Cubs hitting coach Chili Davis

Dennis Wierzbicki/USA Today Sports

Cubs Won't Retain Hitting Coach Chili Davis

The Cubs suffered a dramatic dip in power under Davis' watch in 2018.

October 11, 2018 - 6:48 pm
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(670 The Score) The offensive disappointment that marked the end of the Cubs' season has led to the first coaching change of the offseason.

The Cubs have informed hitting coach Chili Davis that he won't be retained after his first season in Chicago. The decision comes after the Cubs struggled mightily on offense in the second half and produced just two runs across 22 innings in the season's two biggest games -- losses in a Game 163 to decide the National League Central crown and in the NL wild-card game.

The Cubs were sixth in the NL with 4.67 runs per game in 2018, a drop-off from when they were second at 5.07 in 2017 under hitting coach John Mallee. A big reason why was because Chicago suffered a dramatic dip in power, finishing 11th in the NL in home runs with 167 after hitting 223 in 2017.

The power outage came as Davis stressed to his players to use all fields in place of a focus on launch angle, and it ended up costing the Cubs dearly. At a season-ending news conference, president of baseball operations Theo Epstein had sharp words when addressing the offensive woes, including saying that launch angle isn't a fad.

"Our offense broke somewhere along the lines," Epstein said.

The Cubs came to the decision to part ways with Davis after heavily weighing feedback from players in exit interviews. That feedback was "too strong to ignore," a source told 670 The Score's Dan Bernstein, with some players believing their swings and approaches had been altered for the worse.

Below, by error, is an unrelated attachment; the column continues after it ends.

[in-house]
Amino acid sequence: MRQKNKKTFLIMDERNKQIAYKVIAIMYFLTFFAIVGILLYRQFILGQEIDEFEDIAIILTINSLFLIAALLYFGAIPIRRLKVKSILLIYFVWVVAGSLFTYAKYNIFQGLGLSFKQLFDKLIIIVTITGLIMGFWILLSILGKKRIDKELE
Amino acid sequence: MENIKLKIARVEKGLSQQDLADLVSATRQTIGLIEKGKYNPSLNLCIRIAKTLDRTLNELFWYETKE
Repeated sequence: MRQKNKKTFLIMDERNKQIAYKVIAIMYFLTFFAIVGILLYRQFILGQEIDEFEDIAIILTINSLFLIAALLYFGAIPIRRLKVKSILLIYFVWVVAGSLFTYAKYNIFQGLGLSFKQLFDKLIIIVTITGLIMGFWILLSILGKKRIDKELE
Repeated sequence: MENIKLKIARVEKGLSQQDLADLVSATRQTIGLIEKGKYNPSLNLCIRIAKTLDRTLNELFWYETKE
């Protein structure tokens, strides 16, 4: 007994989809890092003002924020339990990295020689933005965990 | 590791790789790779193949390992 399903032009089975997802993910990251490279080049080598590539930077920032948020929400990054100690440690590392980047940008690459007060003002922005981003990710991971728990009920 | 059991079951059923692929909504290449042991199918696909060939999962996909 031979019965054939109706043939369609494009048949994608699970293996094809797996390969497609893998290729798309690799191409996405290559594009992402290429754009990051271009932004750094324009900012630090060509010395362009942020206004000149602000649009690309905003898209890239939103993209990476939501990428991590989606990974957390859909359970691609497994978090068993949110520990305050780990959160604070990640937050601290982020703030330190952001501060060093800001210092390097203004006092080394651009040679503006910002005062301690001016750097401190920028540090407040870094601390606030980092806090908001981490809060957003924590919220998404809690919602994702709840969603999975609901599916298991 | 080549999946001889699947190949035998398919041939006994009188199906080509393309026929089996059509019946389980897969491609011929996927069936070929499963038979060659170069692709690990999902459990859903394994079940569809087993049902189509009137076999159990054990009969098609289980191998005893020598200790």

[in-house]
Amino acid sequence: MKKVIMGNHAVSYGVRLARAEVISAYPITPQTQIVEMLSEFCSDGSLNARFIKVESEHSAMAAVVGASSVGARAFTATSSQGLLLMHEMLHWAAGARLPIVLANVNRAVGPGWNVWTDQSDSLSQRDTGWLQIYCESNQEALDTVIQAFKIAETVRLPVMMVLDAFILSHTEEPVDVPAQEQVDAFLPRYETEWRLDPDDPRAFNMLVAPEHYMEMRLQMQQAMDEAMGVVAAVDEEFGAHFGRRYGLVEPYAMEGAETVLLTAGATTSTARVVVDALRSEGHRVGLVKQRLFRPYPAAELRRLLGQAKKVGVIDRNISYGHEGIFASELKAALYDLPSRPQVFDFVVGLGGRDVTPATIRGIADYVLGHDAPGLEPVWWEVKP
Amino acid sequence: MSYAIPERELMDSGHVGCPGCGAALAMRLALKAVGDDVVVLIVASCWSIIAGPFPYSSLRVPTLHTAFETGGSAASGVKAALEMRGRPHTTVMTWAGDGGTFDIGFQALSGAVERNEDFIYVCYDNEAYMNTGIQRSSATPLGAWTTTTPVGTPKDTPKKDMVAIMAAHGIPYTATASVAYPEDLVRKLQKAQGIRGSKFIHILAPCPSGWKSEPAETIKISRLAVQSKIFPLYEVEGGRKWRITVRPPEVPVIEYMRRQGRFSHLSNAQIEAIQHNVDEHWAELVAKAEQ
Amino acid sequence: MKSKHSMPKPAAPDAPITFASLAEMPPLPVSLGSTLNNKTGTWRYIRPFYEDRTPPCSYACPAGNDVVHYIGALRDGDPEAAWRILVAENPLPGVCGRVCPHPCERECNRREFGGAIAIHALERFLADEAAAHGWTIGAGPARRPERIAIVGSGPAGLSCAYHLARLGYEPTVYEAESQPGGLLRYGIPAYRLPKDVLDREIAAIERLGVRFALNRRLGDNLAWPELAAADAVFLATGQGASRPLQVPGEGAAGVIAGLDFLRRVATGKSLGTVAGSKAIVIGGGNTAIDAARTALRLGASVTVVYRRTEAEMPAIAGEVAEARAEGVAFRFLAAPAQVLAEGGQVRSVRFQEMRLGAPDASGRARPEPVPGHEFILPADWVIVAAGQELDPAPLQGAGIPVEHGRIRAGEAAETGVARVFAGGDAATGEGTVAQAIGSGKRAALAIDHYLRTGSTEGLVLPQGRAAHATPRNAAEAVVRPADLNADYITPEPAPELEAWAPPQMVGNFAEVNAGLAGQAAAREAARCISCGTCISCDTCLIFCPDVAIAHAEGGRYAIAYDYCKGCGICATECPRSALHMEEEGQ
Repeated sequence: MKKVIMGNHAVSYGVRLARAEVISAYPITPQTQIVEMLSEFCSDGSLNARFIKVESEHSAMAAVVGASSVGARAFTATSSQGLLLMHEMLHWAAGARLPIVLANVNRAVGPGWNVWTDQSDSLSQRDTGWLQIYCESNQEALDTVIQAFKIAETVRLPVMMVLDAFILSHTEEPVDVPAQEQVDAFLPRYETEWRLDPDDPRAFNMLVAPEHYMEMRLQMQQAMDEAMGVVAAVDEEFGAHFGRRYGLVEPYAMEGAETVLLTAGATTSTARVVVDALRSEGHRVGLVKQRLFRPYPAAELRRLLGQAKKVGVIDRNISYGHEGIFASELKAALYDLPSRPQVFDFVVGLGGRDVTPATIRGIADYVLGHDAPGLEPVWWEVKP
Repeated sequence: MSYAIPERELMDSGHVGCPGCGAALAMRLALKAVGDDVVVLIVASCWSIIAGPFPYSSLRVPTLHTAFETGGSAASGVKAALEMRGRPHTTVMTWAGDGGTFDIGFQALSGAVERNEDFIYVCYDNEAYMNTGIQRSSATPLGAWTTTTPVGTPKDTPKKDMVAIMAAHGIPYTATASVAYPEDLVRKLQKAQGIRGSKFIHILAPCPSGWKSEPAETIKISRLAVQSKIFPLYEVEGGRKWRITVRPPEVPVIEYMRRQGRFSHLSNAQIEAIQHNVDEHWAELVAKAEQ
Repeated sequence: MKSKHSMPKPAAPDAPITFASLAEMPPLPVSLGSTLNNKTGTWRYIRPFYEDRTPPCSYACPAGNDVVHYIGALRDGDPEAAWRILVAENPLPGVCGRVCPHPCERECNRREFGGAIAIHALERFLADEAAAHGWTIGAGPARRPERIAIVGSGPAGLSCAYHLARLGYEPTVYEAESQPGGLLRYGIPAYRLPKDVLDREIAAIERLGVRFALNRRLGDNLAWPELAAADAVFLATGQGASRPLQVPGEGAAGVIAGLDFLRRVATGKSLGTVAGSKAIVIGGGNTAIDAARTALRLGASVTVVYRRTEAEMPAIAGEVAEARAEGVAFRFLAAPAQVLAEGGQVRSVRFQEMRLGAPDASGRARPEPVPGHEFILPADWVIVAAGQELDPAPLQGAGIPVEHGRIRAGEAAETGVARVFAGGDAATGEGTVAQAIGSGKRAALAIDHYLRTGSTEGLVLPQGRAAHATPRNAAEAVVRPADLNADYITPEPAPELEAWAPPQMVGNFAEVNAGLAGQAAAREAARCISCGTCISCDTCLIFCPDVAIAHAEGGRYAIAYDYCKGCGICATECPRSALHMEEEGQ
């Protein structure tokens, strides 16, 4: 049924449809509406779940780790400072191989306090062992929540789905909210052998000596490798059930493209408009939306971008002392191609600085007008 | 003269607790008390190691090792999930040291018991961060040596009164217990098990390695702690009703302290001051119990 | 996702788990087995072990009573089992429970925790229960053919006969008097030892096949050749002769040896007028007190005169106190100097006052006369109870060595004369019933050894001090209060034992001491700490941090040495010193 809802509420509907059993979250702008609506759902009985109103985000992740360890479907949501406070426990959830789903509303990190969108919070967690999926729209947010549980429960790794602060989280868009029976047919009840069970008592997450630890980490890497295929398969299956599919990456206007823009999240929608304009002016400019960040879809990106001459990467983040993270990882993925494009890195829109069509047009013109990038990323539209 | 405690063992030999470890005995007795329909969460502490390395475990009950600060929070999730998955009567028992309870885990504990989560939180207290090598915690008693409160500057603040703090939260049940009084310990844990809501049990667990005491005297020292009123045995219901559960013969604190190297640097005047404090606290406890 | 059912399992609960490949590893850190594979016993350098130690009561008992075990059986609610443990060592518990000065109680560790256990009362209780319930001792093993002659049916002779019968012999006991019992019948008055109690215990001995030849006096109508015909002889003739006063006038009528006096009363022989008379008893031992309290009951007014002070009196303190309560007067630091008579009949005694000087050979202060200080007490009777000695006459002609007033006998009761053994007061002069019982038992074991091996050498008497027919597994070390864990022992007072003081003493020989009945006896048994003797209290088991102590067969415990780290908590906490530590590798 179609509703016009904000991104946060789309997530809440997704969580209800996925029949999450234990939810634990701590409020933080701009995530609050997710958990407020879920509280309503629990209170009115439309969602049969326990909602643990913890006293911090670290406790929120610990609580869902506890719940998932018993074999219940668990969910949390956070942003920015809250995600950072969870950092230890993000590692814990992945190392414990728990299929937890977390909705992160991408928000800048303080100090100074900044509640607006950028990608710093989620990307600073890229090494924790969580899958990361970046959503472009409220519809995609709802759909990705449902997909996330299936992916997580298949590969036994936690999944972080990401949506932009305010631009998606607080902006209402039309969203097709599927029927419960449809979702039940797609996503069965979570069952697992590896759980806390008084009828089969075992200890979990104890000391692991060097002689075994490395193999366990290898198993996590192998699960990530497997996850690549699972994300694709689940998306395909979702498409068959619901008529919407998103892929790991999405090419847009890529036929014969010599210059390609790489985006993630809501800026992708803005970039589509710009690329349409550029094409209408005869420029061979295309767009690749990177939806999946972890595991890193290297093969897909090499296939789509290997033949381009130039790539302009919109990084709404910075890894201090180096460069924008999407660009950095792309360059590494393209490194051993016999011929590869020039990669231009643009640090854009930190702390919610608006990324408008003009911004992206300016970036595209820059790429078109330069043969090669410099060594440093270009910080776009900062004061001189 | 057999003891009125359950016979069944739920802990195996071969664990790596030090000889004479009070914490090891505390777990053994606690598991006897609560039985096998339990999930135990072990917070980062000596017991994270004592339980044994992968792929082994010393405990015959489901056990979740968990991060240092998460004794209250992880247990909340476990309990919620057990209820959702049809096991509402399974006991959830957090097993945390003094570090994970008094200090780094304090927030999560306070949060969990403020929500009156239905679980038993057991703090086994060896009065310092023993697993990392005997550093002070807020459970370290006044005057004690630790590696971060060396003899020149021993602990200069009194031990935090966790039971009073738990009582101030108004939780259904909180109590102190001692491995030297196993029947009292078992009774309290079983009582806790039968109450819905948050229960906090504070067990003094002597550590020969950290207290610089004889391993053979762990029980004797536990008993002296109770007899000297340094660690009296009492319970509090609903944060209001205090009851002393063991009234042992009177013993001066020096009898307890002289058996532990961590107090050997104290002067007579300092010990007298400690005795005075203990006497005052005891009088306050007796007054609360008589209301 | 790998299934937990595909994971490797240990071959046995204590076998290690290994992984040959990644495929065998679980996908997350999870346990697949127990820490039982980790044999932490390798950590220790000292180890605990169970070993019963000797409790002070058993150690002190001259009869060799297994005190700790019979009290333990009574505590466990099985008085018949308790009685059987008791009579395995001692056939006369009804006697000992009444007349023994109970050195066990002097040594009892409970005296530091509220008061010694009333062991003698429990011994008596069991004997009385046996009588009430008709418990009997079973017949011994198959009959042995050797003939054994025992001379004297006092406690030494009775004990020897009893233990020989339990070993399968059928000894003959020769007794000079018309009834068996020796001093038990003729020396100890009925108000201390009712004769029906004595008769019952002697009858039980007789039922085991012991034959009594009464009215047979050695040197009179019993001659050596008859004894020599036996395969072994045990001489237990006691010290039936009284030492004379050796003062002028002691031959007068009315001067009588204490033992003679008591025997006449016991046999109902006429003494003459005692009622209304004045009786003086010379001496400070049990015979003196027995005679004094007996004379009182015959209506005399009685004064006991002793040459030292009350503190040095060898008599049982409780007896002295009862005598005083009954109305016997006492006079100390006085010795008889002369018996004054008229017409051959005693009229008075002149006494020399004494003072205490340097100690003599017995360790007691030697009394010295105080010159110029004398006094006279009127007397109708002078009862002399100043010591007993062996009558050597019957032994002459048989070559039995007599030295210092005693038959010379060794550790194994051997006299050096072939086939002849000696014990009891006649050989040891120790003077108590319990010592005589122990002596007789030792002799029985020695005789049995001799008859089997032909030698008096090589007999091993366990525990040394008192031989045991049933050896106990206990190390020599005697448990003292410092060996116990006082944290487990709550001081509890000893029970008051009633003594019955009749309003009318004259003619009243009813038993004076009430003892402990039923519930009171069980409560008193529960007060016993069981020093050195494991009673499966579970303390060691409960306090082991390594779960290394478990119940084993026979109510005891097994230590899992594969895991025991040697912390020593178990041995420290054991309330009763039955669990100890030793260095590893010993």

Holding a five-game lead in the NL Central in early September, the Cubs were eventually run down by the Brewers, mainly due to their offensive problems. Chicago's .705 OPS in the second half was 10th in the NL.

 "Part of getting better is facing the problem," Epstein said. "We felt good about our hitters one through 13 in the first half. In the second half, things were dramatically different. It culminated with what happened down the stretch and these last couple of weeks. Overall in the season, we had 40 games with zero or one run. In the second half, we only had 50 games where we scored two of or more runs. When we got two or more runs, our record was 37-13. The indicator in the second half was not where we want to be. We were near the worst in hitting the ball out of the park. Our power was dramatically down. Our walk rate was dramatically down, OPS was down. We hit more groundballs than any other team by a huge margin. Our goal is to hit line drives and fly balls out of the ballpark.

"I have never been a part of something like this offensively. I never want to be a part of this again."